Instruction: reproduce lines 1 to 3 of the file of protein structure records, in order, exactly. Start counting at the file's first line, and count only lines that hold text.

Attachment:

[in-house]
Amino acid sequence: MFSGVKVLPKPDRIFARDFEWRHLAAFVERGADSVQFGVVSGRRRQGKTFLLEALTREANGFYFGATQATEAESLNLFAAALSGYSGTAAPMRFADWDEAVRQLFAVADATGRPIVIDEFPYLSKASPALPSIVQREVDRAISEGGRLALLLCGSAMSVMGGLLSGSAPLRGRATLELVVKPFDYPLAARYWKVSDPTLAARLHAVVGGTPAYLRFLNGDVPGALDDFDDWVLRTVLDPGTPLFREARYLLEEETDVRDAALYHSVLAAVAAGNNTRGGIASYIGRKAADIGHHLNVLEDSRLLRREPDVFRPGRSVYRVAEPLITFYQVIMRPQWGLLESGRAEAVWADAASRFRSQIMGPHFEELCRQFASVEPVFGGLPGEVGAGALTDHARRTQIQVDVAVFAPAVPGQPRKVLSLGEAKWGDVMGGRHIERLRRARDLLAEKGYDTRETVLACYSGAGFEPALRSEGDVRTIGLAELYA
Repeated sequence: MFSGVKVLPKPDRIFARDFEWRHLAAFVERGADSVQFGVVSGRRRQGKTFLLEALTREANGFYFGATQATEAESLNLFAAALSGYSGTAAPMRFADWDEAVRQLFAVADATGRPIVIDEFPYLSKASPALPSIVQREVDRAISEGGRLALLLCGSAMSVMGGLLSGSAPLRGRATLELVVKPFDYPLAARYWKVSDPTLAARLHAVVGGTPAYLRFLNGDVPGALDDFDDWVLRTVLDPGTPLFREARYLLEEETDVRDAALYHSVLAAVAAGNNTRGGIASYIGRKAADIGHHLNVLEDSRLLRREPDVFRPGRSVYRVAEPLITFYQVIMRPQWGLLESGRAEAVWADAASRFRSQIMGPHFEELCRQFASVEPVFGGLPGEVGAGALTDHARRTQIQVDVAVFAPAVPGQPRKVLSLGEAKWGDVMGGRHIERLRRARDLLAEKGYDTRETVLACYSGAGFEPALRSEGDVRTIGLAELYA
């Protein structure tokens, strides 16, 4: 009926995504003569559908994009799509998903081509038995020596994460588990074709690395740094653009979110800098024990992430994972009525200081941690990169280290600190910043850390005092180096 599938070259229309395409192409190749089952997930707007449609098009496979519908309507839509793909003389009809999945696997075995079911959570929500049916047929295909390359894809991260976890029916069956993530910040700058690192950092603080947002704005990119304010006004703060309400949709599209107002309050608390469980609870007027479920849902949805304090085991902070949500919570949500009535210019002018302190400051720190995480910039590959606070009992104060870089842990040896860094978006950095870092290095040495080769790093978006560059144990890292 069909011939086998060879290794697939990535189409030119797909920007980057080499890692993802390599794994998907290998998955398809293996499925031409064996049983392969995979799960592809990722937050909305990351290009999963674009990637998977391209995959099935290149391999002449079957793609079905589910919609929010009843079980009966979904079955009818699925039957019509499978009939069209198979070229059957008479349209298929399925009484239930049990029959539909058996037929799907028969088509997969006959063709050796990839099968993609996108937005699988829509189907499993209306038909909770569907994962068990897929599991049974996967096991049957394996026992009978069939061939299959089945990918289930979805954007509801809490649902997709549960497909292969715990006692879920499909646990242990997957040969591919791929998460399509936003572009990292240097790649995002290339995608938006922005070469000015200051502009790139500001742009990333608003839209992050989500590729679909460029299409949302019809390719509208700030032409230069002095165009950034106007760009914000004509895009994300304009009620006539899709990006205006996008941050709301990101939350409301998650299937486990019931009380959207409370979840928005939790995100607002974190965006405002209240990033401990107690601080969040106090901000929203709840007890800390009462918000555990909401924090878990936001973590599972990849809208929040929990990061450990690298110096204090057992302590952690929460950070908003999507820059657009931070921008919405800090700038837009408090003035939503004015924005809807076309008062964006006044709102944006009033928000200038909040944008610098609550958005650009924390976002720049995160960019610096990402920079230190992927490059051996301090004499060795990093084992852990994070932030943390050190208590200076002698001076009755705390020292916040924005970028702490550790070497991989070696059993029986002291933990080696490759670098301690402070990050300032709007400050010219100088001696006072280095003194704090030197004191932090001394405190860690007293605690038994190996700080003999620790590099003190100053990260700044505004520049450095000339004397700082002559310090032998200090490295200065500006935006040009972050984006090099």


[in-house]
Amino acid sequence: MFSGVKVLPKPDRIFARDFEWRHLAAFVERGADSVQFGVVSGRRRQGKTFLLEALTREANGFYFGATQATEAESLNLFAAALSGYSGTAAPMRFADWDEAVRQLFAVADATGRPIVIDEFPYLSKASPALPSIVQREVDRAISEGGRLALLLCGSAMSVMGGLLSGSAPLRGRATLELVVKPFDYPLAARYWKVSDPTLAARLHAVVGGTPAYLRFLNGDVPGALDDFDDWVLRTVLDPGTPLFREARYLLEEETDVRDAALYHSVLAAVAAGNNTRGGIASYIGRKAADIGHHLNVLEDSRLLRREPDVFRPGRSVYRVAEPLITFYQVIMRPQWGLLESGRAEAVWADAASRFRSQIMGPHFEELCRQFASVEPVFGGLPGEVGAGALTDHARRTQIQVDVAVFAPAVPGQPRKVLSLGEAKWGDVMGGRHIERLRRARDLLAEKGYDTRETVLACYSGAGFEPALRSEGDVRTIGLAELYA
Repeated sequence: MFSGVKVLPKPDRIFARDFEWRHLAAFVERGADSVQFGVVSGRRRQGKTFLLEALTREANGFYFGATQATEAESLNLFAAALSGYSGTAAPMRFADWDEAVRQLFAVADATGRPIVIDEFPYLSKASPALPSIVQREVDRAISEGGRLALLLCGSAMSVMGGLLSGSAPLRGRATLELVVKPFDYPLAARYWKVSDPTLAARLHAVVGGTPAYLRFLNGDVPGALDDFDDWVLRTVLDPGTPLFREARYLLEEETDVRDAALYHSVLAAVAAGNNTRGGIASYIGRKAADIGHHLNVLEDSRLLRREPDVFRPGRSVYRVAEPLITFYQVIMRPQWGLLESGRAEAVWADAASRFRSQIMGPHFEELCRQFASVEPVFGGLPGEVGAGALTDHARRTQIQVDVAVFAPAVPGQPRKVLSLGEAKWGDVMGGRHIERLRRARDLLAEKGYDTRETVLACYSGAGFEPALRSEGDVRTIGLAELYA